Trust Me, I’m a Doctor: Please don’t play the moron card


Mark Leeper

I can’t exactly say I was surprised to see Sarah Palin bring her petty, pin-headed, narrow-minded, narcissistic commentary to the day we celebrate the heroic efforts of MLK, Jr..

King bravely pushed against our endemic, centuries-long pattern of social, economic, and physical violence against African-Americans.

King orchestrated complicated non-violent protests with remarkable results in civil and political rights; he faced beatings, jailings and ultimately assassination in the pursuit of justice, dignity and equality.
Sarah Palin can see Russia from her front porch.

Palin could have spared us her idiocy and fatuous self-importance for just one day.

She could have issued a dignified statement from her posh lakefront compound, like, “All Americans should celebrate the vision of Reverend King that we all be color blind.” Nope.

Instead, after quoting a segment of King’s famous “I Have a Dream” speech, she bleated on Facebook: “President Obama: Stop playing the race card.”

I would dismiss this as the isolated rantings of the Alaskan She-Beast, but this refrain is all-to-common among leading conservative public figures.

They accuse Obama of somehow craftily using race to his advantage. Palin, along with Newt Gingrich and several Republican House members, also refer to Obama as the “Food Stamp President.” They go on to refer to food stamps as a form of “slavery.”

In other words, they demand Obama quit playing the “race card,” while in fact, they are drawing it from the deck themselves.

These politicians know what they are doing. When Palin calls out Obama for “playing the race card,” she is simply drawing attention to Obama’s race.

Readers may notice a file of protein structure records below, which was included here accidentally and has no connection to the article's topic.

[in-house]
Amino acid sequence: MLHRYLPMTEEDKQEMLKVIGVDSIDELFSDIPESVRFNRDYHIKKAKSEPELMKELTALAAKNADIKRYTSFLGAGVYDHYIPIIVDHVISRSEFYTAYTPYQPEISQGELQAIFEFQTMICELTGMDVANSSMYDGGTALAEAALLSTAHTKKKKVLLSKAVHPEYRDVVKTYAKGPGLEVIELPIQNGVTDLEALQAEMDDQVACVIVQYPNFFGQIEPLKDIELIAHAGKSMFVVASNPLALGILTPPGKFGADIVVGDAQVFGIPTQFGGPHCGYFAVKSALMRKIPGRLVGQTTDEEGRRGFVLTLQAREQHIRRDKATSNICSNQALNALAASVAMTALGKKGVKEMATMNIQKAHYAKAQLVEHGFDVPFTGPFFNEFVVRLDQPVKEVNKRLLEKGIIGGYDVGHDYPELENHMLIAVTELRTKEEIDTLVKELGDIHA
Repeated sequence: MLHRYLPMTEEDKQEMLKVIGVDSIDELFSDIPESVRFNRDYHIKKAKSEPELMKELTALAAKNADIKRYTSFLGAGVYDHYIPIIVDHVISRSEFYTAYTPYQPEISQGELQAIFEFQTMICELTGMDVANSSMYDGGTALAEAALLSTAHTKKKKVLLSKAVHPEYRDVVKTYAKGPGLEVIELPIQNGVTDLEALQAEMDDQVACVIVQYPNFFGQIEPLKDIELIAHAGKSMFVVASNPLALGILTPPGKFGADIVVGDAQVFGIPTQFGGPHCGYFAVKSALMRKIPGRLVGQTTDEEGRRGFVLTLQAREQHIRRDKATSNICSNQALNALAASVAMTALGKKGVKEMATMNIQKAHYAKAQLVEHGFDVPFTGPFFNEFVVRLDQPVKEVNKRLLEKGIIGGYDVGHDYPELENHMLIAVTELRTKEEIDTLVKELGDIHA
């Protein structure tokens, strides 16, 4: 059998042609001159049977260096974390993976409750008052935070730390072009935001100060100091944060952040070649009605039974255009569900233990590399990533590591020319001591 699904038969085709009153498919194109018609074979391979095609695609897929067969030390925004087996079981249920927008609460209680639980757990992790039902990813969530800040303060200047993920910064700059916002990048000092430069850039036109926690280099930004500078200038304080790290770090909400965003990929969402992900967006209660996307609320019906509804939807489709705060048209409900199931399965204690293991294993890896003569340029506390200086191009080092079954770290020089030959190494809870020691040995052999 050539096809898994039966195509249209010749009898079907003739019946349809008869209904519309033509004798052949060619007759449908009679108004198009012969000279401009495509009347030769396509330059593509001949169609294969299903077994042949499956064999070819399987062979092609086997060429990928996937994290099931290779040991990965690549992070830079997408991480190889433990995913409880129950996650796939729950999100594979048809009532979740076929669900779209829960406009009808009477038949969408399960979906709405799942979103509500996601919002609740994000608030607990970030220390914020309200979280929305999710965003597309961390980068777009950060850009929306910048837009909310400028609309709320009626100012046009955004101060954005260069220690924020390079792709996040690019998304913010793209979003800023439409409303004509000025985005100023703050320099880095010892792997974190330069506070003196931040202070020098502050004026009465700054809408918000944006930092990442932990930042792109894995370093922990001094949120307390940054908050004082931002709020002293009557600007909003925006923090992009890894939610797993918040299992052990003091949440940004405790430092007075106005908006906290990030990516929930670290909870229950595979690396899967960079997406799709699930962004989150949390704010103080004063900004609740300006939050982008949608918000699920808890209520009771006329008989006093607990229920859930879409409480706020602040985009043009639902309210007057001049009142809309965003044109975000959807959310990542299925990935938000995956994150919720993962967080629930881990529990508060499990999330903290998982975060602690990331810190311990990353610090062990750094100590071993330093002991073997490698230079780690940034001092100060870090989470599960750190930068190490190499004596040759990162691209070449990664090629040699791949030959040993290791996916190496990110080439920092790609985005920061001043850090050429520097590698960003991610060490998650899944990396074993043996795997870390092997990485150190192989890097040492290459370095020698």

She is dipping into America’s deeply-sewn racism, the fact we all still see individuals through the lens of skin color.

It is to re-frame and stir up the prejudiced perceptions of southern and white male voters who are none-too-fond of Mr. Obama.

The same goes for labeling food stamps as a form of “slavery.” To frame this issue in racial terms reflects the tactics of national politicians dating back to George Wallace, Dick Nixon, and Ronald Reagan. They would craft rhetoric to conjure images and stir race-based feelings among lower class white voters. They stirred fears that hard-earned tax dollars were being siphoned away to lazy, indolent people of color living large on their welfare checks.

It was a means to cleave the lower classes and motivate working white households to support the Republicans whose policies did not naturally fit with lower class voters.

To interject “slavery” into the food stamp debate introduces a racial cue, and stirs emotions among lower-middle class whites, regarding an issue that is in fact NOT racially charged.

Southern politicians have long been adept at introducing such “code” words into campaign rhetoric. It’s tried, it’s effective and it persists.

It is all disgusting. To flippantly use “slavery” in political discourse does not respect the sordid, violent, race-based institution that plagued our country for 200 years and bears its scars today.

To tell Barack Obama to “quit using the race card” arrogantly ignores the fact that he has endured a life with all the perils and pitfalls of having darker skin, in a culture that denied opportunity and wealth, that hounded and arrested, that even murdered on the basis of skin color alone.

Martin Luther King Jr. Day is a day to rise above it. Sarah Palin swam in it.